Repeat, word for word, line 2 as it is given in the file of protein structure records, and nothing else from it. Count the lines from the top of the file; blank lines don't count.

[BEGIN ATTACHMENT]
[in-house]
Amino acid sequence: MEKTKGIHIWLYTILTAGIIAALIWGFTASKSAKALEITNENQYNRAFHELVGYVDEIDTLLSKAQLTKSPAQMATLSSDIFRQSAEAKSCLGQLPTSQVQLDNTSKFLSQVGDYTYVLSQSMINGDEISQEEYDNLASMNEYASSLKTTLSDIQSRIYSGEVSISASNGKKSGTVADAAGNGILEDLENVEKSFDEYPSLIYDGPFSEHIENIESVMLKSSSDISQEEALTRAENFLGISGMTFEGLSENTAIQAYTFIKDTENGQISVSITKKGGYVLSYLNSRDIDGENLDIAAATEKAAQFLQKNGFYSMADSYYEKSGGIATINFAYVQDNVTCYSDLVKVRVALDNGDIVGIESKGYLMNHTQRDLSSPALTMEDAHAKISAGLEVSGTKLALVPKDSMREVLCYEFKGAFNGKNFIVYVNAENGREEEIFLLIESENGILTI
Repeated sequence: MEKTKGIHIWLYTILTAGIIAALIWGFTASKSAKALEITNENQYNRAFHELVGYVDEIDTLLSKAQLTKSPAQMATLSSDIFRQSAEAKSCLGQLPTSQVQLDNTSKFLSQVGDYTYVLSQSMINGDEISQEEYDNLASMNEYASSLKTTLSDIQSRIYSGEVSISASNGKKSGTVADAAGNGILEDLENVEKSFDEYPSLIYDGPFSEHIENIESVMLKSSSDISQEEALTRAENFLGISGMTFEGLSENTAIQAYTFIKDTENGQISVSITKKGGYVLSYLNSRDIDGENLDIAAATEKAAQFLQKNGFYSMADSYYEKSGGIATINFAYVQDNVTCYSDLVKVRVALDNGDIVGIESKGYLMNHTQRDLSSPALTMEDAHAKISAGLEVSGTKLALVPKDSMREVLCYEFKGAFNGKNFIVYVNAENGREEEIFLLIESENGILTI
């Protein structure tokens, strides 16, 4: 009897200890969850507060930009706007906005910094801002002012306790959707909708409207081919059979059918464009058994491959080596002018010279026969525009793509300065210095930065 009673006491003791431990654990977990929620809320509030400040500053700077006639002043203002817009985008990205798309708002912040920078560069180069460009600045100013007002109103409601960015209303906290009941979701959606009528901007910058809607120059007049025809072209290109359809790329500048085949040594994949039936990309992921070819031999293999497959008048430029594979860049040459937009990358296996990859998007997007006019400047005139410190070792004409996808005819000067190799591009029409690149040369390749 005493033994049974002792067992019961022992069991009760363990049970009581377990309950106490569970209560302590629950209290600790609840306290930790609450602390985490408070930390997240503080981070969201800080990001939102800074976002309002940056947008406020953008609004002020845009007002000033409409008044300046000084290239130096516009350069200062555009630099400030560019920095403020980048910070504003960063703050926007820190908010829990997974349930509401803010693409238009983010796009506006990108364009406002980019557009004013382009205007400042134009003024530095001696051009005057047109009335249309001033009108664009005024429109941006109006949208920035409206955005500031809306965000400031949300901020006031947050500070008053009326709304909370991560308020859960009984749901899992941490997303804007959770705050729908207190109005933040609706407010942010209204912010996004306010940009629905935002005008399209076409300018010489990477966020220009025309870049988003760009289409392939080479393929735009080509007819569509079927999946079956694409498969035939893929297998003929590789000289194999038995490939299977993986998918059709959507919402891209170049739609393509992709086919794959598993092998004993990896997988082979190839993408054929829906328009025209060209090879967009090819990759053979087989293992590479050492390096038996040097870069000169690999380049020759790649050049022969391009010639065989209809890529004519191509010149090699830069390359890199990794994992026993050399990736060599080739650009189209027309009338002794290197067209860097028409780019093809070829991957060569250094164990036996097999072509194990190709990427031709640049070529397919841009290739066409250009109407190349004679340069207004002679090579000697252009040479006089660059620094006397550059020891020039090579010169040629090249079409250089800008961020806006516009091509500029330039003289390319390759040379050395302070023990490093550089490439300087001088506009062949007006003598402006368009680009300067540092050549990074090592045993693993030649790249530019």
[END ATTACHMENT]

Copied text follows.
Amino acid sequence: MEKTKGIHIWLYTILTAGIIAALIWGFTASKSAKALEITNENQYNRAFHELVGYVDEIDTLLSKAQLTKSPAQMATLSSDIFRQSAEAKSCLGQLPTSQVQLDNTSKFLSQVGDYTYVLSQSMINGDEISQEEYDNLASMNEYASSLKTTLSDIQSRIYSGEVSISASNGKKSGTVADAAGNGILEDLENVEKSFDEYPSLIYDGPFSEHIENIESVMLKSSSDISQEEALTRAENFLGISGMTFEGLSENTAIQAYTFIKDTENGQISVSITKKGGYVLSYLNSRDIDGENLDIAAATEKAAQFLQKNGFYSMADSYYEKSGGIATINFAYVQDNVTCYSDLVKVRVALDNGDIVGIESKGYLMNHTQRDLSSPALTMEDAHAKISAGLEVSGTKLALVPKDSMREVLCYEFKGAFNGKNFIVYVNAENGREEEIFLLIESENGILTI